So what is a reasonable number of patients to see in a day? How long do you spend with each patient?
When I was a fellow, if I recall correctly, we scheduled 12-16 patients in an afternoon. An afternoon being about 4 hours. Officially. In reality, it turned into 5-6 hours because after we, the fellows, saw the patients, we needed to present the case to an attending, who, in addition to managing the patient, also had to use each visit as a teaching moment. Now, we only saw office patients 3 half days a week, and saw very few inpatients. Much of the rest of the day was spent on research and other scholarly activities. RVUs and productivity were not words we heard at all.
Boy, that does not prepare you for private practice! I have been speaking with several colleagues, and it looks like most private practitioners see between 18-22 patients a day, every day. The length of each visit ranges from 30-45 minutes for new patients, 15-20 for follow ups. Our patients are too complex to book for shorter visits, and sometimes even the allotted time is not enough. I have a couple of very complicated patients that I book for two slots each time so that I don't fall behind schedule. And while it may seem that 18-22 for 8-9 hours a day is less than the 12-16 patients per half day that we used to see as fellows, in addition to patient visits, we also have to deal with phone calls and the administrative part of private practice. And we still need to get our required CME hours.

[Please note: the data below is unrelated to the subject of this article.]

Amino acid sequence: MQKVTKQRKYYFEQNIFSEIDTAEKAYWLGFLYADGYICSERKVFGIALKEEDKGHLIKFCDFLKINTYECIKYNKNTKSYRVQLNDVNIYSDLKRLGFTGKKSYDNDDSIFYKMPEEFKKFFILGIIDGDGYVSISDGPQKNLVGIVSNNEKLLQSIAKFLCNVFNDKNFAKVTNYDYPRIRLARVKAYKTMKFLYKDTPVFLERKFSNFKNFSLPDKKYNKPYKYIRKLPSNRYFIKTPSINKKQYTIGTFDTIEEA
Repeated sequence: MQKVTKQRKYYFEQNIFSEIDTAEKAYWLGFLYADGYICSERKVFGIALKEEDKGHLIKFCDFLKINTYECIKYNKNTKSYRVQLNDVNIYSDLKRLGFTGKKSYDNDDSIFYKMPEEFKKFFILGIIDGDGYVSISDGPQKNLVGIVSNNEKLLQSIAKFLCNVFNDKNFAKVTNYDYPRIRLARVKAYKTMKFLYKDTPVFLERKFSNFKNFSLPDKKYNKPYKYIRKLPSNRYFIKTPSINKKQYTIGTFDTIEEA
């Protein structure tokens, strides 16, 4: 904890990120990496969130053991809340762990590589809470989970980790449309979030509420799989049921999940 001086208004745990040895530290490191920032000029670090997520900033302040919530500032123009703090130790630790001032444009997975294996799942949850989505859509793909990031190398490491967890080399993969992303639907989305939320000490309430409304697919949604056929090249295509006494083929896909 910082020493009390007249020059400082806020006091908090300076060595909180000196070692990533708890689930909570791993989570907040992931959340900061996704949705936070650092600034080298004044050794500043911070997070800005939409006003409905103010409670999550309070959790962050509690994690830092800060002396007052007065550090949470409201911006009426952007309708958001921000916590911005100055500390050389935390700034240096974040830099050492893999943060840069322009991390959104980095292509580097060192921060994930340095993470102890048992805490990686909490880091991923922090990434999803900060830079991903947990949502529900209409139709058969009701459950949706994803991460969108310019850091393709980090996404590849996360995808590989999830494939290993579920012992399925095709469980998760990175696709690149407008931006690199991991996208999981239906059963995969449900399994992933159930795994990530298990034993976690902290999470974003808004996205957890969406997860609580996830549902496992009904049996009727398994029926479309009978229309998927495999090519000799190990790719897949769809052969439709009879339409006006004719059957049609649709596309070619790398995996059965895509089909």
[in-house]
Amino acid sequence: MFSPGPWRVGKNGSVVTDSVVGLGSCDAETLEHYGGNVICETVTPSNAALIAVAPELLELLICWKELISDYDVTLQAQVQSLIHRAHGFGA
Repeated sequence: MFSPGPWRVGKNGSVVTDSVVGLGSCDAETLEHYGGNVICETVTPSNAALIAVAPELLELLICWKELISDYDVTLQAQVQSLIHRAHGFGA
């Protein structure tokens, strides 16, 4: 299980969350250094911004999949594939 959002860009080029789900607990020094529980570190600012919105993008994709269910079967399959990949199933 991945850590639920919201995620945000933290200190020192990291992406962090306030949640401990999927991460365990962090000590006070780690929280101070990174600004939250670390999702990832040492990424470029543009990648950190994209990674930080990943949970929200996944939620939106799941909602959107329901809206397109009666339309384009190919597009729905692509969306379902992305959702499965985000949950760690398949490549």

I have also heard from colleagues in cash-only practices. Because there is less overhead, less paperwork, and less uncertainty about payment, they can afford to see fewer patients each day.
Of course, whether a physician is employed or is the physician owner also makes a difference. If you are employed, you often have little say in your schedule. And (as a former employed physician) I recall there being a “productivity expert” who would chastise you periodically for not seeing enough patients. As a self-employed physician, the number of patients you see is dictated by numerous things, including how much income you want to make, how much overhead you have, what other commitments you have, and how altruistic you want to be. I’d love to cut back my hours and take a pay cut, but I think I would have a local uprising of my referring physicians and potential new patients. They are mad enough as it is that they can’t get in sooner. So, 18-22 a day it is. How about you?